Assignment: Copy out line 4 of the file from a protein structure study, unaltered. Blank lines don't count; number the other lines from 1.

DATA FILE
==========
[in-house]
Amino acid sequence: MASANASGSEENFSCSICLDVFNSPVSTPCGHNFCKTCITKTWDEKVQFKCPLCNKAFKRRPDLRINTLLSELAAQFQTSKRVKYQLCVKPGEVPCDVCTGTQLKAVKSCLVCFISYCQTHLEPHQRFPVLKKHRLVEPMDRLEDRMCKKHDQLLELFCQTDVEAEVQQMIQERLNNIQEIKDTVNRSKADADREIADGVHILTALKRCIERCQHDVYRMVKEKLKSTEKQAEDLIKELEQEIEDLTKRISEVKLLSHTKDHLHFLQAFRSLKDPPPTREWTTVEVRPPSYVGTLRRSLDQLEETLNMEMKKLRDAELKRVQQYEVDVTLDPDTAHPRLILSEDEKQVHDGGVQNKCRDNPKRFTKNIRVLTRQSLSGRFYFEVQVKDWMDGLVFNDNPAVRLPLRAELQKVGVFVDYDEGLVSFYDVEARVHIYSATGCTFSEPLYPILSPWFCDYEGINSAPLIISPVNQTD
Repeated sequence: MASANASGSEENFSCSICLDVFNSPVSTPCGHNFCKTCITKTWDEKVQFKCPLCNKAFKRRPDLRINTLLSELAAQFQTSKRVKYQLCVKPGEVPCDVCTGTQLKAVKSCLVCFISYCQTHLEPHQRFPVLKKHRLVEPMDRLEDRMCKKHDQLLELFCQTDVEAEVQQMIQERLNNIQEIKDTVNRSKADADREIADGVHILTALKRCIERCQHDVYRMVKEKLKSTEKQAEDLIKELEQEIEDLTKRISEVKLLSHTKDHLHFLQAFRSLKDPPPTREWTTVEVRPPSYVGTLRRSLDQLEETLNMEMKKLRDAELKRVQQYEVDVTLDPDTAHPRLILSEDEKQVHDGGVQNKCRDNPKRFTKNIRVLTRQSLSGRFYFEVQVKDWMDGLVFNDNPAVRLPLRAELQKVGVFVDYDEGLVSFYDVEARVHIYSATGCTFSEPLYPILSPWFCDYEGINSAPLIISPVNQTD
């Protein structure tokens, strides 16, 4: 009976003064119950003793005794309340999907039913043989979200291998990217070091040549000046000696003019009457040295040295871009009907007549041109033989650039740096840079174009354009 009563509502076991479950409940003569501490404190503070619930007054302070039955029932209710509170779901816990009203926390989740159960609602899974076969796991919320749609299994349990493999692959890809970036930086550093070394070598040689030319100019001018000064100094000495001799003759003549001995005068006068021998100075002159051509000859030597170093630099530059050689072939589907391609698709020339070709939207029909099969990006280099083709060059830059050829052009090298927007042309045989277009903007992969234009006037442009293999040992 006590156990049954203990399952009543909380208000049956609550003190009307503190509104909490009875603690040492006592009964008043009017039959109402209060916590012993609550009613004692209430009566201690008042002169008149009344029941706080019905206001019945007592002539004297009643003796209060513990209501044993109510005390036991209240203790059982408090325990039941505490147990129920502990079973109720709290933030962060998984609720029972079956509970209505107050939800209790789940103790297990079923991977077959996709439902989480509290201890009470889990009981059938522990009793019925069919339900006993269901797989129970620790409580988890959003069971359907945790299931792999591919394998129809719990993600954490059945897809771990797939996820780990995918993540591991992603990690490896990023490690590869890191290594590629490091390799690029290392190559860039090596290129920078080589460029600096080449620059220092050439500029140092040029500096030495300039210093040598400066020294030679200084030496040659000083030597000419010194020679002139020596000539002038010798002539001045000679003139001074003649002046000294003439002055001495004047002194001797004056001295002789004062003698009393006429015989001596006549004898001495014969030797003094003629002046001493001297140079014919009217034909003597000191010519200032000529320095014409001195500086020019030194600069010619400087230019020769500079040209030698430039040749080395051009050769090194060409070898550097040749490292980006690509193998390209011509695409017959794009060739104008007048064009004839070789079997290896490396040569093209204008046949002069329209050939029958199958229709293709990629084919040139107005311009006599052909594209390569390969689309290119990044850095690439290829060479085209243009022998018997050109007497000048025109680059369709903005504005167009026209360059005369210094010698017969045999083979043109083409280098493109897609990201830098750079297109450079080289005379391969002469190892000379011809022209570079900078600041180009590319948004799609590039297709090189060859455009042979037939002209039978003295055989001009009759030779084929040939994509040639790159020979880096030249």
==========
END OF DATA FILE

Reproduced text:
């Protein structure tokens, strides 16, 4: 009976003064119950003793005794309340999907039913043989979200291998990217070091040549000046000696003019009457040295040295871009009907007549041109033989650039740096840079174009354009 009563509502076991479950409940003569501490404190503070619930007054302070039955029932209710509170779901816990009203926390989740159960609602899974076969796991919320749609299994349990493999692959890809970036930086550093070394070598040689030319100019001018000064100094000495001799003759003549001995005068006068021998100075002159051509000859030597170093630099530059050689072939589907391609698709020339070709939207029909099969990006280099083709060059830059050829052009090298927007042309045989277009903007992969234009006037442009293999040992 006590156990049954203990399952009543909380208000049956609550003190009307503190509104909490009875603690040492006592009964008043009017039959109402209060916590012993609550009613004692209430009566201690008042002169008149009344029941706080019905206001019945007592002539004297009643003796209060513990209501044993109510005390036991209240203790059982408090325990039941505490147990129920502990079973109720709290933030962060998984609720029972079956509970209505107050939800209790789940103790297990079923991977077959996709439902989480509290201890009470889990009981059938522990009793019925069919339900006993269901797989129970620790409580988890959003069971359907945790299931792999591919394998129809719990993600954490059945897809771990797939996820780990995918993540591991992603990690490896990023490690590869890191290594590629490091390799690029290392190559860039090596290129920078080589460029600096080449620059220092050439500029140092040029500096030495300039210093040598400066020294030679200084030496040659000083030597000419010194020679002139020596000539002038010798002539001045000679003139001074003649002046000294003439002055001495004047002194001797004056001295002789004062003698009393006429015989001596006549004898001495014969030797003094003629002046001493001297140079014919009217034909003597000191010519200032000529320095014409001195500086020019030194600069010619400087230019020769500079040209030698430039040749080395051009050769090194060409070898550097040749490292980006690509193998390209011509695409017959794009060739104008007048064009004839070789079997290896490396040569093209204008046949002069329209050939029958199958229709293709990629084919040139107005311009006599052909594209390569390969689309290119990044850095690439290829060479085209243009022998018997050109007497000048025109680059369709903005504005167009026209360059005369210094010698017969045999083979043109083409280098493109897609990201830098750079297109450079080289005379391969002469190892000379011809022209570079900078600041180009590319948004799609590039297709090189060859455009042979037939002209039978003295055989001009009759030779084929040939994509040639790159020979880096030249």